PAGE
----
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Re: [teacherartexchange] Dr. Ph. Martin's


From: Woody Duncan (woodyduncan_at_TeacherArtExchange)
Date: Sun Jul 01 2007 - 14:33:09 PDT

        I use to paint with Luma Inks - they work just like Dr. Martins. I
used small
white trays as pallets. Just think of them as highly concentrated
liquid watercolors.
That's really what they are. A small drop of yellow near a small drop
of blue can be
mixed to create various greens. If you use basic color theory and
play with the mixing
it will become clear. They are very concentrated and a small bottle
last a long time.
I used small trays from Le Menu frozen dinners for pallets. The only
real problem is
that they stain and do not lift as many tube pigments do.
        In Lumas I was careful to only use the inks that were permanent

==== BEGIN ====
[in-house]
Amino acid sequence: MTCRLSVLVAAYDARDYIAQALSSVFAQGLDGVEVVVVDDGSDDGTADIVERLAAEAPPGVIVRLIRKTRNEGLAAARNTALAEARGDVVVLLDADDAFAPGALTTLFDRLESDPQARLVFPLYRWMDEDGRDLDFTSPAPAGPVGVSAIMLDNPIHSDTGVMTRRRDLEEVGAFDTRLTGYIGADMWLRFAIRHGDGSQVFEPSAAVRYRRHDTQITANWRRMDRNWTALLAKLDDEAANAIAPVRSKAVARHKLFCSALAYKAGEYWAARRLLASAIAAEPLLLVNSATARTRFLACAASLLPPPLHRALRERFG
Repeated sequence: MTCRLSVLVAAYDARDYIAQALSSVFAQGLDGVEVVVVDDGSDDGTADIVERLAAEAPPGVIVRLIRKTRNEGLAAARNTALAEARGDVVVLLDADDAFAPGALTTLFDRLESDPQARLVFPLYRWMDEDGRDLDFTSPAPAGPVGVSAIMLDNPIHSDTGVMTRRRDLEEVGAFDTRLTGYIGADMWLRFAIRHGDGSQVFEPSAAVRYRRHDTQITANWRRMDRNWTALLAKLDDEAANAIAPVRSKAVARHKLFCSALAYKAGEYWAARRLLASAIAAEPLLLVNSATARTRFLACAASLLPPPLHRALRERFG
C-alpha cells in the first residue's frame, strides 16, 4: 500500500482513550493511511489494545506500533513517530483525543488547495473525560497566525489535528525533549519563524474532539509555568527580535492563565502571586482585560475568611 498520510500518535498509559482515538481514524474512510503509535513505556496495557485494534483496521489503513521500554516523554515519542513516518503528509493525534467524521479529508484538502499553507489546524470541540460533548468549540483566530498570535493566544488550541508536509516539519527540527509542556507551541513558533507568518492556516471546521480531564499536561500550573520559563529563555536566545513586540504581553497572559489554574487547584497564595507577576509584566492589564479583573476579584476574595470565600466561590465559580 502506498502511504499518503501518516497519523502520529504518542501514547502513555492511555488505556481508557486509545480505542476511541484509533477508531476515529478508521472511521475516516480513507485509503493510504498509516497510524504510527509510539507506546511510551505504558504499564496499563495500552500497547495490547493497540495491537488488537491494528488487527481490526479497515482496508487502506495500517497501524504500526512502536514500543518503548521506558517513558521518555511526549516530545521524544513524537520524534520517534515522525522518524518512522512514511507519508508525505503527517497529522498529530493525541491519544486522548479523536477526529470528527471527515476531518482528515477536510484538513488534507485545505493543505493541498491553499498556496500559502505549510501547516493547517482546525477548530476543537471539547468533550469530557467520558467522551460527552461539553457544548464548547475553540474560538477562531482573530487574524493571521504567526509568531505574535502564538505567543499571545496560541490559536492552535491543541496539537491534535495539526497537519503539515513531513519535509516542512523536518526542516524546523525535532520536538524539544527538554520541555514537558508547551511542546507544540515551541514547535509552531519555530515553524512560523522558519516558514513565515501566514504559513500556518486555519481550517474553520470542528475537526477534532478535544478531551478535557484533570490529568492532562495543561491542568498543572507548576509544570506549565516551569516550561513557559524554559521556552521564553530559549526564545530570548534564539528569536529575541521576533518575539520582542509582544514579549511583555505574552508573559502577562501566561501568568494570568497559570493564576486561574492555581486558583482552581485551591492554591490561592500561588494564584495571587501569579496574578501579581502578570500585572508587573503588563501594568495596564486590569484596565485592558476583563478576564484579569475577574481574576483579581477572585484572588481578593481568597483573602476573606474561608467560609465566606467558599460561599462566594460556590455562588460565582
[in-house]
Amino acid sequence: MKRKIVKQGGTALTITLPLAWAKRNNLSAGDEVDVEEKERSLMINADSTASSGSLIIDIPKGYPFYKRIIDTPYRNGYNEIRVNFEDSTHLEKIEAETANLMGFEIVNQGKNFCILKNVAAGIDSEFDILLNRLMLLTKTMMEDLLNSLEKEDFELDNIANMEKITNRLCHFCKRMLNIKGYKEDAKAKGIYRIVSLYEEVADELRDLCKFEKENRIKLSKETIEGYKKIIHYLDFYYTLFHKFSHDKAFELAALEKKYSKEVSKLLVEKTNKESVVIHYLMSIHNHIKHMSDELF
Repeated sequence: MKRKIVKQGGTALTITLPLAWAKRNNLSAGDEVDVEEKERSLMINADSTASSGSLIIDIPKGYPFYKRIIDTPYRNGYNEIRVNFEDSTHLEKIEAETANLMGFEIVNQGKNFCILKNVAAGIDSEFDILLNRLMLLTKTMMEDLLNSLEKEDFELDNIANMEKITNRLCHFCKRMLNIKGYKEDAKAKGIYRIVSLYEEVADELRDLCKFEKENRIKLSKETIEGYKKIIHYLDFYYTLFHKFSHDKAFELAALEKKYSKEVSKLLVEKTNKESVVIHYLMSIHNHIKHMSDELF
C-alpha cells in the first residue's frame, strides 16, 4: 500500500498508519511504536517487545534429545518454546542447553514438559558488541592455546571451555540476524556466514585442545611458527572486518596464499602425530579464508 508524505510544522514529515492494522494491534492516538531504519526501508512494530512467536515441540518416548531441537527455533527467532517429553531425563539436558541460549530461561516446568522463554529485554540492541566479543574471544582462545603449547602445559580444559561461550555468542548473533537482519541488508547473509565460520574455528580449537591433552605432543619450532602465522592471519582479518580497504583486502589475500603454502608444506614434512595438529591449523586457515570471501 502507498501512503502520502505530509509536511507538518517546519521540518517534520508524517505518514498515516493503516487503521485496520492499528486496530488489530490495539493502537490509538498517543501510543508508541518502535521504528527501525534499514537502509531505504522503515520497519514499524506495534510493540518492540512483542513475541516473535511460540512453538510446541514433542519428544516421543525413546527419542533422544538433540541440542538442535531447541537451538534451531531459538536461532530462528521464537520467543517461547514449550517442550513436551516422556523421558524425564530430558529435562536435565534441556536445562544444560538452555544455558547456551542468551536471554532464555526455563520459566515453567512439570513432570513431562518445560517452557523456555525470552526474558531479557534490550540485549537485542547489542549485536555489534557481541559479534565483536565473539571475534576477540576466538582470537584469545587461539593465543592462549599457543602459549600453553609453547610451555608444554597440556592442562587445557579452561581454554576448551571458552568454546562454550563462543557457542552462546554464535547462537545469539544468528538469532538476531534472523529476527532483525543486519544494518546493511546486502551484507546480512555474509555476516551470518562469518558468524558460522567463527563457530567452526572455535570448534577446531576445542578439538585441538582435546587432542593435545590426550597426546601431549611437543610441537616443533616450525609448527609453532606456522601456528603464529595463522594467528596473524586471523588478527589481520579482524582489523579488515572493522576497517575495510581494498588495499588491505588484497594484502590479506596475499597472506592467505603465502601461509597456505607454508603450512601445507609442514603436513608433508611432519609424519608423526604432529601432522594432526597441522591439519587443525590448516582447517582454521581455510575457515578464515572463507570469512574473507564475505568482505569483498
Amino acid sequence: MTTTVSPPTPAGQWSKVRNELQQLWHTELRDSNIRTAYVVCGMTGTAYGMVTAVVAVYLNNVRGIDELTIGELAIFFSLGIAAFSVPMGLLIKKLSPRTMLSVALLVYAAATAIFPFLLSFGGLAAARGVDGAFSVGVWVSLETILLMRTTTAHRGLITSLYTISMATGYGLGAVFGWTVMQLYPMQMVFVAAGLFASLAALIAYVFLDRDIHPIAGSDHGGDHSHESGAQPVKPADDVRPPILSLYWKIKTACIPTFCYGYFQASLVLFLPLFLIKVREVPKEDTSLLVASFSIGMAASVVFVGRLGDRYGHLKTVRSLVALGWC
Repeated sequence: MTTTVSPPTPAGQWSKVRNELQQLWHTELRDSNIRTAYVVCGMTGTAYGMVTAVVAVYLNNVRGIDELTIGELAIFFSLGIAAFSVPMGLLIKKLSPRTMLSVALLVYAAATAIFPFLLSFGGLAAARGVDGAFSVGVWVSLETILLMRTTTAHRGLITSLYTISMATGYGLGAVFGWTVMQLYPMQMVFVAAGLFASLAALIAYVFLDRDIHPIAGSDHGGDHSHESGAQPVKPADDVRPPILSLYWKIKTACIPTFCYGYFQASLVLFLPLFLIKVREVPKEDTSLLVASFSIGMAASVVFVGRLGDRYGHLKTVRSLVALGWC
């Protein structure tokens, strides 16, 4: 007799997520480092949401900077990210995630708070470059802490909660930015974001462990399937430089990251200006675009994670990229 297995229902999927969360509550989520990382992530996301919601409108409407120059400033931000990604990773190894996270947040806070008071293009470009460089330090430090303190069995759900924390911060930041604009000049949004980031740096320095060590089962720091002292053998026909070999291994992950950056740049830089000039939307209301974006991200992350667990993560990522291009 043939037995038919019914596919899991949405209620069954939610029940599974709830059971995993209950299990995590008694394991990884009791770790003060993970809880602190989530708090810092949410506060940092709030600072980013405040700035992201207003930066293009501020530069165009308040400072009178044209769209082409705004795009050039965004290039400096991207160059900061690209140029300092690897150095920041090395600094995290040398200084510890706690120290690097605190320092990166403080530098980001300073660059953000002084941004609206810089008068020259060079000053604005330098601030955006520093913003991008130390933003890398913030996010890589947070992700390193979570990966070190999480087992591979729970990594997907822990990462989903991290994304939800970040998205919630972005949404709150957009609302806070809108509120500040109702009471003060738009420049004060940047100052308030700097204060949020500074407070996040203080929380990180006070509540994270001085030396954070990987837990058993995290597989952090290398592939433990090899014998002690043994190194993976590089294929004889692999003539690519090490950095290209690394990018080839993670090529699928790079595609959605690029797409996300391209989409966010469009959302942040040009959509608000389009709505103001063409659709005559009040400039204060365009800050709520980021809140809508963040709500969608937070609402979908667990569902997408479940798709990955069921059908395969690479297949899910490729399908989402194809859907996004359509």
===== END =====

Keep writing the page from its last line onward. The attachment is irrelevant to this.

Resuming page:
(light fast).
Luma had a chart to tell you which ones were light fast. These inks
are used by
commercial artists who will have their work photographed for
reproduction and
could care less if the colors on the original art fades away. You
might want your dad
to check on which pigments are fugitive and which are light fast.

On Jun 28, 2007, at 8:43 AM, Jane wrote:

> My Dad has been so excited to get these watercolors - he's a really
> seasoned regular watercolorist. He got them and is totally
> disappointed because he doesn't know how to use them. Does anyone
> know of a tutorial he can use or any info that will get him
> started? Thanks, Jane
> By the way, Marten, thank you so much for the great ceramics info.
> I've been occupied for days doing research that you have lead me to.
> ---
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